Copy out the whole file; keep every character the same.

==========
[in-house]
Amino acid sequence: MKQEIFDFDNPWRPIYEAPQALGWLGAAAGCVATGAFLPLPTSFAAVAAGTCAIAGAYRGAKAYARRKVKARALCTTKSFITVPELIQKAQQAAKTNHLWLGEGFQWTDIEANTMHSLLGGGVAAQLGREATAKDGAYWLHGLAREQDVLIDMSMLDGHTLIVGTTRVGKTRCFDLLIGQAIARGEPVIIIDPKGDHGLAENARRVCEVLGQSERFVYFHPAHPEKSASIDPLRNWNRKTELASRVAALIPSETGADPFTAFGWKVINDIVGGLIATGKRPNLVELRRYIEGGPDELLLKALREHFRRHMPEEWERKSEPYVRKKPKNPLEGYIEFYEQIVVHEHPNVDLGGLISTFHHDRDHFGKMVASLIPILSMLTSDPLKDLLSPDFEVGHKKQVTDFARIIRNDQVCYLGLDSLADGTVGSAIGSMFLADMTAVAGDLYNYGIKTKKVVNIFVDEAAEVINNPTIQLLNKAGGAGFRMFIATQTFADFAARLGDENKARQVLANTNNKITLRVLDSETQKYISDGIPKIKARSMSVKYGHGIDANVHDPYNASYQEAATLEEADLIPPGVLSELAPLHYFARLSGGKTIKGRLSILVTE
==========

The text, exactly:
[in-house]
Amino acid sequence: MKQEIFDFDNPWRPIYEAPQALGWLGAAAGCVATGAFLPLPTSFAAVAAGTCAIAGAYRGAKAYARRKVKARALCTTKSFITVPELIQKAQQAAKTNHLWLGEGFQWTDIEANTMHSLLGGGVAAQLGREATAKDGAYWLHGLAREQDVLIDMSMLDGHTLIVGTTRVGKTRCFDLLIGQAIARGEPVIIIDPKGDHGLAENARRVCEVLGQSERFVYFHPAHPEKSASIDPLRNWNRKTELASRVAALIPSETGADPFTAFGWKVINDIVGGLIATGKRPNLVELRRYIEGGPDELLLKALREHFRRHMPEEWERKSEPYVRKKPKNPLEGYIEFYEQIVVHEHPNVDLGGLISTFHHDRDHFGKMVASLIPILSMLTSDPLKDLLSPDFEVGHKKQVTDFARIIRNDQVCYLGLDSLADGTVGSAIGSMFLADMTAVAGDLYNYGIKTKKVVNIFVDEAAEVINNPTIQLLNKAGGAGFRMFIATQTFADFAARLGDENKARQVLANTNNKITLRVLDSETQKYISDGIPKIKARSMSVKYGHGIDANVHDPYNASYQEAATLEEADLIPPGVLSELAPLHYFARLSGGKTIKGRLSILVTE